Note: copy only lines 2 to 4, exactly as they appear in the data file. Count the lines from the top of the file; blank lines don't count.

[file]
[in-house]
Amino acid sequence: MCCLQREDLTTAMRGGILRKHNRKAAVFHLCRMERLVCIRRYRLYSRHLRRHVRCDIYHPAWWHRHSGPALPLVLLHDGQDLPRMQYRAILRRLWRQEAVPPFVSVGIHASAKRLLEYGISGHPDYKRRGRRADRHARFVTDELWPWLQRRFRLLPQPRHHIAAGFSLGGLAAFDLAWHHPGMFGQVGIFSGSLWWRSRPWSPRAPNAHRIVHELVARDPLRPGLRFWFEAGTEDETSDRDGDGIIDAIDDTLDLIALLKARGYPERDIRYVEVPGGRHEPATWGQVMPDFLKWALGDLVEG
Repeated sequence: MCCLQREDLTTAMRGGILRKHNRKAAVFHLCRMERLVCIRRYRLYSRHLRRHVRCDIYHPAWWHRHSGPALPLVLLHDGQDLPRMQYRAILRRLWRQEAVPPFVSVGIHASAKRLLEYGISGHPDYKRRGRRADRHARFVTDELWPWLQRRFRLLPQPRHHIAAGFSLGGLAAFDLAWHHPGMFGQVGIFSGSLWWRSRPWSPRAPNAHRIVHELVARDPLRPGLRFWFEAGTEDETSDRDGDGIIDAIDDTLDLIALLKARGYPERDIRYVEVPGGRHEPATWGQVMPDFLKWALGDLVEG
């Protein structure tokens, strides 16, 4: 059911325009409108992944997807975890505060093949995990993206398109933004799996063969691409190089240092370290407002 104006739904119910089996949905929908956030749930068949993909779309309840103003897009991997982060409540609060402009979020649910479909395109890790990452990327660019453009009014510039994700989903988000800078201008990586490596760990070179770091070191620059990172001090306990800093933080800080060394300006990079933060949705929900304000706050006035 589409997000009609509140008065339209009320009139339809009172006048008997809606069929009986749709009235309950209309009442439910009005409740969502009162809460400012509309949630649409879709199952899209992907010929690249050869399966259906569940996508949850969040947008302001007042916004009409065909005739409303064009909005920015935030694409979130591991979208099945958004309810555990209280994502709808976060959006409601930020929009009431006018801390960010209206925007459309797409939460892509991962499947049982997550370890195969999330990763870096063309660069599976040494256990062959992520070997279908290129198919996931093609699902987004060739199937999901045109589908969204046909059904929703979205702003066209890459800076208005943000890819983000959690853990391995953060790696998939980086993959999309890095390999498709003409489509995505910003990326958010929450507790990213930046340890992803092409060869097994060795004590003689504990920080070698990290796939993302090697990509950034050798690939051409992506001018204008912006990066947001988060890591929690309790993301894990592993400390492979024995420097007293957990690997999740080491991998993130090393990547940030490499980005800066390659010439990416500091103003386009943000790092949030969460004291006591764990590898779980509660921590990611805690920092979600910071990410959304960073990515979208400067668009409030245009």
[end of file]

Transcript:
Amino acid sequence: MCCLQREDLTTAMRGGILRKHNRKAAVFHLCRMERLVCIRRYRLYSRHLRRHVRCDIYHPAWWHRHSGPALPLVLLHDGQDLPRMQYRAILRRLWRQEAVPPFVSVGIHASAKRLLEYGISGHPDYKRRGRRADRHARFVTDELWPWLQRRFRLLPQPRHHIAAGFSLGGLAAFDLAWHHPGMFGQVGIFSGSLWWRSRPWSPRAPNAHRIVHELVARDPLRPGLRFWFEAGTEDETSDRDGDGIIDAIDDTLDLIALLKARGYPERDIRYVEVPGGRHEPATWGQVMPDFLKWALGDLVEG
Repeated sequence: MCCLQREDLTTAMRGGILRKHNRKAAVFHLCRMERLVCIRRYRLYSRHLRRHVRCDIYHPAWWHRHSGPALPLVLLHDGQDLPRMQYRAILRRLWRQEAVPPFVSVGIHASAKRLLEYGISGHPDYKRRGRRADRHARFVTDELWPWLQRRFRLLPQPRHHIAAGFSLGGLAAFDLAWHHPGMFGQVGIFSGSLWWRSRPWSPRAPNAHRIVHELVARDPLRPGLRFWFEAGTEDETSDRDGDGIIDAIDDTLDLIALLKARGYPERDIRYVEVPGGRHEPATWGQVMPDFLKWALGDLVEG
């Protein structure tokens, strides 16, 4: 059911325009409108992944997807975890505060093949995990993206398109933004799996063969691409190089240092370290407002 104006739904119910089996949905929908956030749930068949993909779309309840103003897009991997982060409540609060402009979020649910479909395109890790990452990327660019453009009014510039994700989903988000800078201008990586490596760990070179770091070191620059990172001090306990800093933080800080060394300006990079933060949705929900304000706050006035 589409997000009609509140008065339209009320009139339809009172006048008997809606069929009986749709009235309950209309009442439910009005409740969502009162809460400012509309949630649409879709199952899209992907010929690249050869399966259906569940996508949850969040947008302001007042916004009409065909005739409303064009909005920015935030694409979130591991979208099945958004309810555990209280994502709808976060959006409601930020929009009431006018801390960010209206925007459309797409939460892509991962499947049982997550370890195969999330990763870096063309660069599976040494256990062959992520070997279908290129198919996931093609699902987004060739199937999901045109589908969204046909059904929703979205702003066209890459800076208005943000890819983000959690853990391995953060790696998939980086993959999309890095390999498709003409489509995505910003990326958010929450507790990213930046340890992803092409060869097994060795004590003689504990920080070698990290796939993302090697990509950034050798690939051409992506001018204008912006990066947001988060890591929690309790993301894990592993400390492979024995420097007293957990690997999740080491991998993130090393990547940030490499980005800066390659010439990416500091103003386009943000790092949030969460004291006591764990590898779980509660921590990611805690920092979600910071990410959304960073990515979208400067668009409030245009």